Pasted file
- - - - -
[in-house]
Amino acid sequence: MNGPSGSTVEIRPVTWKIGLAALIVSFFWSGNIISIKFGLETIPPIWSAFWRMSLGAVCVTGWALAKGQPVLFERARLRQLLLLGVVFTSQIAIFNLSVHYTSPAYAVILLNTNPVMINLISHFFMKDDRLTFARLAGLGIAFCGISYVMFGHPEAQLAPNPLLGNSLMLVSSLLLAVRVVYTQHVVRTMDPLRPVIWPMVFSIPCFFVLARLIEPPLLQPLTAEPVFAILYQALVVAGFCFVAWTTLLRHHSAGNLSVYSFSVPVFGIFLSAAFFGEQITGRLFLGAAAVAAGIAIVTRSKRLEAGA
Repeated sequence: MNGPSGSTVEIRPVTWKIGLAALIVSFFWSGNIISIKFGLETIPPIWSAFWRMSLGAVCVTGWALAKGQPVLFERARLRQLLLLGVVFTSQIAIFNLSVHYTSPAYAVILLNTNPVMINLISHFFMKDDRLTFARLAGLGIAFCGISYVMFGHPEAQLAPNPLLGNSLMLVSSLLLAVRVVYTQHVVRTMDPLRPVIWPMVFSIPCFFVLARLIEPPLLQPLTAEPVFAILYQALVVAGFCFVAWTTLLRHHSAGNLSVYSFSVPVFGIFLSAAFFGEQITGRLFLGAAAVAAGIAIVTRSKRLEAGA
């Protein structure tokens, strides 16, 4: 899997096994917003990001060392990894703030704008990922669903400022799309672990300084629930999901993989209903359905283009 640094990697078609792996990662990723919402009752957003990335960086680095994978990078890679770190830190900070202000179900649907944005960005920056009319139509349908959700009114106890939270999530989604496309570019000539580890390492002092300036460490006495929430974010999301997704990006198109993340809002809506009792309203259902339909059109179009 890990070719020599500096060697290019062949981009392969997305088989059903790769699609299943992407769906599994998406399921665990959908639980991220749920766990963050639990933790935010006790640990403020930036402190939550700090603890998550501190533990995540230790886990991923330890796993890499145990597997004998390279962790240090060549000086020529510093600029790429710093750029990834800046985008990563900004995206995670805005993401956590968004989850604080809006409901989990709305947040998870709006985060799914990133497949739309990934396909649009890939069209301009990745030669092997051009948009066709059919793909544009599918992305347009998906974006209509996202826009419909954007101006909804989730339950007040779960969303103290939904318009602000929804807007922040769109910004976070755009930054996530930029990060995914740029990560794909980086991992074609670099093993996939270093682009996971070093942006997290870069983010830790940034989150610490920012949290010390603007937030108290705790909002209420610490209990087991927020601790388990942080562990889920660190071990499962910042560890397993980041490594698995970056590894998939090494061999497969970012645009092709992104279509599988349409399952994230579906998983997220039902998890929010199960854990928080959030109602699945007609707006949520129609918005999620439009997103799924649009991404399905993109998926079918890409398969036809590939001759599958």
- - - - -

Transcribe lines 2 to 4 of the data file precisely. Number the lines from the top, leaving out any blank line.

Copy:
Amino acid sequence: MNGPSGSTVEIRPVTWKIGLAALIVSFFWSGNIISIKFGLETIPPIWSAFWRMSLGAVCVTGWALAKGQPVLFERARLRQLLLLGVVFTSQIAIFNLSVHYTSPAYAVILLNTNPVMINLISHFFMKDDRLTFARLAGLGIAFCGISYVMFGHPEAQLAPNPLLGNSLMLVSSLLLAVRVVYTQHVVRTMDPLRPVIWPMVFSIPCFFVLARLIEPPLLQPLTAEPVFAILYQALVVAGFCFVAWTTLLRHHSAGNLSVYSFSVPVFGIFLSAAFFGEQITGRLFLGAAAVAAGIAIVTRSKRLEAGA
Repeated sequence: MNGPSGSTVEIRPVTWKIGLAALIVSFFWSGNIISIKFGLETIPPIWSAFWRMSLGAVCVTGWALAKGQPVLFERARLRQLLLLGVVFTSQIAIFNLSVHYTSPAYAVILLNTNPVMINLISHFFMKDDRLTFARLAGLGIAFCGISYVMFGHPEAQLAPNPLLGNSLMLVSSLLLAVRVVYTQHVVRTMDPLRPVIWPMVFSIPCFFVLARLIEPPLLQPLTAEPVFAILYQALVVAGFCFVAWTTLLRHHSAGNLSVYSFSVPVFGIFLSAAFFGEQITGRLFLGAAAVAAGIAIVTRSKRLEAGA
């Protein structure tokens, strides 16, 4: 899997096994917003990001060392990894703030704008990922669903400022799309672990300084629930999901993989209903359905283009 640094990697078609792996990662990723919402009752957003990335960086680095994978990078890679770190830190900070202000179900649907944005960005920056009319139509349908959700009114106890939270999530989604496309570019000539580890390492002092300036460490006495929430974010999301997704990006198109993340809002809506009792309203259902339909059109179009 890990070719020599500096060697290019062949981009392969997305088989059903790769699609299943992407769906599994998406399921665990959908639980991220749920766990963050639990933790935010006790640990403020930036402190939550700090603890998550501190533990995540230790886990991923330890796993890499145990597997004998390279962790240090060549000086020529510093600029790429710093750029990834800046985008990563900004995206995670805005993401956590968004989850604080809006409901989990709305947040998870709006985060799914990133497949739309990934396909649009890939069209301009990745030669092997051009948009066709059919793909544009599918992305347009998906974006209509996202826009419909954007101006909804989730339950007040779960969303103290939904318009602000929804807007922040769109910004976070755009930054996530930029990060995914740029990560794909980086991992074609670099093993996939270093682009996971070093942006997290870069983010830790940034989150610490920012949290010390603007937030108290705790909002209420610490209990087991927020601790388990942080562990889920660190071990499962910042560890397993980041490594698995970056590894998939090494061999497969970012645009092709992104279509599988349409399952994230579906998983997220039902998890929010199960854990928080959030109602699945007609707006949520129609918005999620439009997103799924649009991404399905993109998926079918890409398969036809590939001759599958």